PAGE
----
Again, the way the Astros got handled in the ALCS was a letdown. But there is still time to make the coming season better, either via trade or whatever is left of the free agent market. In no way should the Astros sell the farm, but if they have a chance to land a player capable of making a huge and immediate impact, then by all means Luhnow shouldn’t hesitate to pull the trigger. After all, what if some of these top prospects become Major League busts? Suddenly those players lose value, and the Astros lose out on making their current roster even stronger.
Luhnow has done a great job building a great foundation around a strong farm system and a good core. But when it comes to remaining strong and getting ahead of the Yankees and the Red Sox, a little more aggression, whether through trade or free agency, would be nice to see from the Astros.
Is the window open? Yes. What a difference drafting Deshaun Watson has made for the Texans. Outside of the Matt Schaub years from 2007-13, the Texans never fully invested in the quarterback position, believing that if they had enough talent around the quarterback (which they do), they could hoist a Lombardi without an elite signal caller. They were wrong, and after years of ignoring their most pressing need, Houston finally wised up to move from 23 to the number 12 pick in the 2017 draft to take Watson.
Watson’s rookie season was magnificent but short-lived, as he tore his ACL and the Texans faltered to just 4-12. Having to rehab from the injury and not appearing like himself was a big reason the Texans stumbled out the gate to an 0-3 start. But despite injuries, and despite being the most-hit quarterback in the NFL, Deshaun was able to lead the Texans to an 11-5 season and division title. Sure, getting embarrassed by the Colts at home was not the outcome Houston was hoping for, but 2018 showed that, as flawed as they were, a healthy Watson plus a good defense equals a Texans team which has a chance to be something special.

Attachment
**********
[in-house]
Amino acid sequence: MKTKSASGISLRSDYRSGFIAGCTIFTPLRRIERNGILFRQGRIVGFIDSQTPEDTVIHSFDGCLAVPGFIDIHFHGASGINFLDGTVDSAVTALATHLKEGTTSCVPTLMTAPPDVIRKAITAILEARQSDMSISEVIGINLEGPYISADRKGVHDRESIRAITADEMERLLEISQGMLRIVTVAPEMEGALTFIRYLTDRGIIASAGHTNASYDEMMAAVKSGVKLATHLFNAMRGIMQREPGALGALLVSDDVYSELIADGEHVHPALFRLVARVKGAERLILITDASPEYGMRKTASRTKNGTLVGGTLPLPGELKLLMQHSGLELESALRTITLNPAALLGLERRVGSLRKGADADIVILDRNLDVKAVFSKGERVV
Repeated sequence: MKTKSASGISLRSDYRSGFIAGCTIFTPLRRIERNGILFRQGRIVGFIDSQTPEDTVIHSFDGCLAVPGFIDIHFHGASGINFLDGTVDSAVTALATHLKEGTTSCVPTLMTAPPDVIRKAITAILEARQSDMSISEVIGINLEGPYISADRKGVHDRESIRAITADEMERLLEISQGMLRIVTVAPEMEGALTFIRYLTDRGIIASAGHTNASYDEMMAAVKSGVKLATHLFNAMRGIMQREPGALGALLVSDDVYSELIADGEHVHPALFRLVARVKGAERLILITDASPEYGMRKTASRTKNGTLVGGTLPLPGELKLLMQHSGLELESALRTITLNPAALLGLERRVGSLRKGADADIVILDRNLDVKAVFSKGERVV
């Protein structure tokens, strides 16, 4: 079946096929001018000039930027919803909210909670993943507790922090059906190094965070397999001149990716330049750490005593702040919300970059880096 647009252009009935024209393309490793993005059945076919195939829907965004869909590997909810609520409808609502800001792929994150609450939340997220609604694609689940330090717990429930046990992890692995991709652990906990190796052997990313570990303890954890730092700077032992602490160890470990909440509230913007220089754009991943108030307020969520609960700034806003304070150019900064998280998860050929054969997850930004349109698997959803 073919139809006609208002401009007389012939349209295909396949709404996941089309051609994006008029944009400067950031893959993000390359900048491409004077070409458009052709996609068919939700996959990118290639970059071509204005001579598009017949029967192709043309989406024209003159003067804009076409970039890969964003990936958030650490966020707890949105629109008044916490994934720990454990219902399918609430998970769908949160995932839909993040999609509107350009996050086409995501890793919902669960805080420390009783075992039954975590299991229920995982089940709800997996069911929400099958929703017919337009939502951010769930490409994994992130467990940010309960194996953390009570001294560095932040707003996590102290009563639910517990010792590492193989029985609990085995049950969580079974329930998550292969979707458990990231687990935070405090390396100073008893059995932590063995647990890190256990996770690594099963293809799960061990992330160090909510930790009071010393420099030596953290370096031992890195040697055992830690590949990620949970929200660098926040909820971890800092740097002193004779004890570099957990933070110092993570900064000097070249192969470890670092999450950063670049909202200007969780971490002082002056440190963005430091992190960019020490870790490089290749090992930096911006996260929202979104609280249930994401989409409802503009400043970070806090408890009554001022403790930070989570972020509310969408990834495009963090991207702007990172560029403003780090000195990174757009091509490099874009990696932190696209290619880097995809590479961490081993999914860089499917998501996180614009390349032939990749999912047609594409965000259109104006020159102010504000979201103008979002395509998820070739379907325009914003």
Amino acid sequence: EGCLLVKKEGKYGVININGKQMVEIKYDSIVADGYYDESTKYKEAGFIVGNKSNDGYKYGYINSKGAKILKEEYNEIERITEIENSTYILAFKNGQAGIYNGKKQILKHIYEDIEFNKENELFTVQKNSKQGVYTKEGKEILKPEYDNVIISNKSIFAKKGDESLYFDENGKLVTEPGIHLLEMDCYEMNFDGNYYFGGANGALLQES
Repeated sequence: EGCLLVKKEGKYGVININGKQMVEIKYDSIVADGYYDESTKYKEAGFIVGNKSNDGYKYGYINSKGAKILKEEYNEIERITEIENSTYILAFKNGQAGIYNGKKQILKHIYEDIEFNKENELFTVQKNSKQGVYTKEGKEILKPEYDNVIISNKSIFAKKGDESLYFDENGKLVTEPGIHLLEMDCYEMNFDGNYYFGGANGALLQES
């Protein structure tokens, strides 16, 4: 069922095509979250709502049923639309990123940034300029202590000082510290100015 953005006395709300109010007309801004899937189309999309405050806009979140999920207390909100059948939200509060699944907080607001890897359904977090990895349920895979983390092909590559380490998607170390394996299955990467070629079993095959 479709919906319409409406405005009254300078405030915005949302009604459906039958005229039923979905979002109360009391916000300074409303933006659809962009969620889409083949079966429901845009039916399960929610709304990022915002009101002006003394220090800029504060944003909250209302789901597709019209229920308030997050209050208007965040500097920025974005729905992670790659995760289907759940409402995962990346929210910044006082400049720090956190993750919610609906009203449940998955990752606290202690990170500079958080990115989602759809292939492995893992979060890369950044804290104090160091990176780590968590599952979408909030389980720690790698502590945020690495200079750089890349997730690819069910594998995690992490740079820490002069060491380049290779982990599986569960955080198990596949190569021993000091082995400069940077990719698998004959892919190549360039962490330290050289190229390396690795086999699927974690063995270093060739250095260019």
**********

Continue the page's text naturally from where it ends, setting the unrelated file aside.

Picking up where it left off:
What do the Texans need to keep contending? Get some offensive help and keep much of the defense intact. Thanks in large part to the resurgence of JJ Watt, the Texans defense returned to form and was a big factor in the Texans’ turnaround. The Texans do have some decisions on that side of the ball to make, but where they really need improving the most is on offense, starting with the offensive line.
Watson himself should take the lion’s share of the blame for some of the hits he took after holding the ball too long. Watson needs to improve as a passer, but that does not excuse the Texans from ignoring their biggest need. If Houston does not improve up front, then not only could Watson’s career be put in jeopardy, but also Houston’s window to win slams shut.
GM Brian Gaine did not have much to work with his first year, as Houston was getting out from the Brock Osweiler mess; yet he still put together a pretty good roster. Now expectations will be to build on the success of 2018, while attacking the most pressing needs. An even bigger boost for Gaine is that Watson is currently in his rookie contract. Since his contract currently cap-friendly, this is a golden opportunity for Houston to really bolster their roster; once the time comes for Watson to be extended, building a championship-caliber team becomes harder.
Star power is great, as it creates excitement and a buzz of winning potential among the fan base. It is on each front office to maximize what they have. If they don’t, then all these three will have to show will be one World Series title and a Western Conference Finals appearance. Given all the potential that these teams have, that outcome would be more than a letdown; quite honestly it would be pathetic.